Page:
What have you found to be the most rewarding?
Probably the most rewarding thing is doing the follow-up photo shoots of the dogs in their new homes. They look so happy and loved. It usually brings tears to my eyes.
What have you learned through this experience?
One of the biggest things that has changed for me is my assumptions regarding pit bulls. I was not planning on focusing on any particular breeds. Unfortunately, in my county shelter, pits and pit mixes are the dogs that no one seems to want. Before starting this project, I bought into the negative stereotypes about pitbulls. I thought they were unpredictable, untrustworthy, and scary. However, what I have found is that pits are some of the most bouncy, snuggly, obedient, and loving dogs around. The next time we have an opening for a dog (we have four dogs and two cats right now), we are going to consider a pit or pit mix. This realization reminded me to stay open and not too fixed in what I think I know.
Will you continue working with dogs in some capacity once your grant is up?
Absolutely! I have been a volunteer at the Wake County Animal Center since 2006. I don’t see that changing. I will continue to do Landfill Dogs even after the sabbatical is over, but I may not be able to maintain the same intensity once I am back at work. That is why there is an end date on the project.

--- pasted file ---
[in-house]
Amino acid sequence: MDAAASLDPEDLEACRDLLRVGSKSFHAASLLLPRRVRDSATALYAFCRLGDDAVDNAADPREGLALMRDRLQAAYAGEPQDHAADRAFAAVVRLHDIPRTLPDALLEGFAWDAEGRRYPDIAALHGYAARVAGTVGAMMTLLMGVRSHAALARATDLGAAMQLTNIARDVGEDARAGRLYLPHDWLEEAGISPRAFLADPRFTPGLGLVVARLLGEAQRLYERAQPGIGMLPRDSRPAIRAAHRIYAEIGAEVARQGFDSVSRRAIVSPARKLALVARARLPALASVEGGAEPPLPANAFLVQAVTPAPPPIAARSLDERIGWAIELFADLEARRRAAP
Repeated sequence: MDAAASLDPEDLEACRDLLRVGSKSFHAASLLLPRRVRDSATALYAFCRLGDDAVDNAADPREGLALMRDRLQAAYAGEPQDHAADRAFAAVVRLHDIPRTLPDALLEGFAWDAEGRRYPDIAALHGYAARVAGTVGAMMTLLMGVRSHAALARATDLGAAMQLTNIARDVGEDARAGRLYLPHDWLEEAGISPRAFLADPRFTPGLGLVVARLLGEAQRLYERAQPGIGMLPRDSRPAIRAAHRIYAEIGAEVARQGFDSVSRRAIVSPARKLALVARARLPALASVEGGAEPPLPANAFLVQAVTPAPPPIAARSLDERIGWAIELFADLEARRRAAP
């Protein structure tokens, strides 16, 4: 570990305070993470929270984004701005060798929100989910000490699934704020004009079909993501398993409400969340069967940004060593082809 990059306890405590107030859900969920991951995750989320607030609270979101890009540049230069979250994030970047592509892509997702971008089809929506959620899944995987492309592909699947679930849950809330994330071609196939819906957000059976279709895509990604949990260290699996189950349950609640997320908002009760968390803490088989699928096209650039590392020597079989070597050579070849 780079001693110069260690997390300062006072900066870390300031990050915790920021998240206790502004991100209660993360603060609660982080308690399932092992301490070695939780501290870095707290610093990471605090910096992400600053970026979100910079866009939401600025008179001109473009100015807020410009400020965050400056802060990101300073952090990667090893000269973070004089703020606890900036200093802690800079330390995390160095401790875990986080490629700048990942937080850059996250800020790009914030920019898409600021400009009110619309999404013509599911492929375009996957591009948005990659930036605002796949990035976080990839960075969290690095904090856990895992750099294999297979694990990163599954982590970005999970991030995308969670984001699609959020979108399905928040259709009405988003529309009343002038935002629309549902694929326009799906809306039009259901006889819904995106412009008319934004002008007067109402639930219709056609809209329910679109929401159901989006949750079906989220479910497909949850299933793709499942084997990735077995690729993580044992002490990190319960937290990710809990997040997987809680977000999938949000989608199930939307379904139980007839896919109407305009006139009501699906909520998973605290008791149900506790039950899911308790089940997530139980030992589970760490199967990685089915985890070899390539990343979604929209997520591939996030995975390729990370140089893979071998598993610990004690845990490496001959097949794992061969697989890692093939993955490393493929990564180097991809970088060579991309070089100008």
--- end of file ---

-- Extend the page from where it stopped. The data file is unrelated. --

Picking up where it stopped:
For fun: I see that you received your BFA from The School of the Art Institute of Chicago. Many of our readers are in the Chicagoland area. What was one of your favorite things about the city?
I loved the summers in Chicago. I really enjoyed running along Lake Michigan up and down the bike path. I also miss The Art Institute of Chicago. I would go there every day when I was in school. It was a place I found solace. I also miss The Museum of Contemporary Photography.
A big Thank You to Shannon for sharing more about Landfill Dogs with us! Thank you so much for everything that you are doing to help these dogs have a second chance!
Ways that you can help: Shannon highlighted some really good ways that you can help including volunteering at a local shelter or adopting a rescue. You can also check with your shelter for fostering programs. Plus, you can actively forward adoption information from local shelters through social media platforms like Facebook and Twitter. You can donate to your shelter. Donations do not necessarily need to be in the form of money. Our local shelter, The Buddy Foundation, has a nice list of items that they will take. Some are office and cleaning supplies--items that you can often get pretty cheap especially when couponing! Plus, shelters will often take old towels. So, during your spring cleaning, check with your shelter and see if they would like some of your old towels. Also, shelters run events throughout the year. The Buddy Foundation actually has a yearly garage sale. You can donate items for them to sell to raise funds. So, you can make a difference even by doing something small!